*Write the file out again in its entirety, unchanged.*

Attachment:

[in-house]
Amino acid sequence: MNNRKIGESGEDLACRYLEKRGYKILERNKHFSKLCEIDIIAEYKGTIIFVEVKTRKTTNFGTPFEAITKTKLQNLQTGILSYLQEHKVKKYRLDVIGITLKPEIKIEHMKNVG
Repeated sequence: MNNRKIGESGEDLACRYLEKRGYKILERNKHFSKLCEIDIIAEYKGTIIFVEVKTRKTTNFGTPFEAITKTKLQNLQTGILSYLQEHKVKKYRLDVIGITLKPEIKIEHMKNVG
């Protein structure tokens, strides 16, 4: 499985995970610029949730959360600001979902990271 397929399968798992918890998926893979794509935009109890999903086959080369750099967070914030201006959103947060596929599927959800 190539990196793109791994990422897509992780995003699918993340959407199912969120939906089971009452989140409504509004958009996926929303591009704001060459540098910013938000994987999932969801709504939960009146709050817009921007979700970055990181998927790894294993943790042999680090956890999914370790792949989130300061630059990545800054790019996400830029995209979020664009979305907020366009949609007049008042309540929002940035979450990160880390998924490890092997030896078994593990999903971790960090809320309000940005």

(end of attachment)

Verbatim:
[in-house]
Amino acid sequence: MNNRKIGESGEDLACRYLEKRGYKILERNKHFSKLCEIDIIAEYKGTIIFVEVKTRKTTNFGTPFEAITKTKLQNLQTGILSYLQEHKVKKYRLDVIGITLKPEIKIEHMKNVG
Repeated sequence: MNNRKIGESGEDLACRYLEKRGYKILERNKHFSKLCEIDIIAEYKGTIIFVEVKTRKTTNFGTPFEAITKTKLQNLQTGILSYLQEHKVKKYRLDVIGITLKPEIKIEHMKNVG
């Protein structure tokens, strides 16, 4: 499985995970610029949730959360600001979902990271 397929399968798992918890998926893979794509935009109890999903086959080369750099967070914030201006959103947060596929599927959800 190539990196793109791994990422897509992780995003699918993340959407199912969120939906089971009452989140409504509004958009996926929303591009704001060459540098910013938000994987999932969801709504939960009146709050817009921007979700970055990181998927790894294993943790042999680090956890999914370790792949989130300061630059990545800054790019996400830029995209979020664009979305907020366009949609007049008042309540929002940035979450990160880390998924490890092997030896078994593990999903971790960090809320309000940005």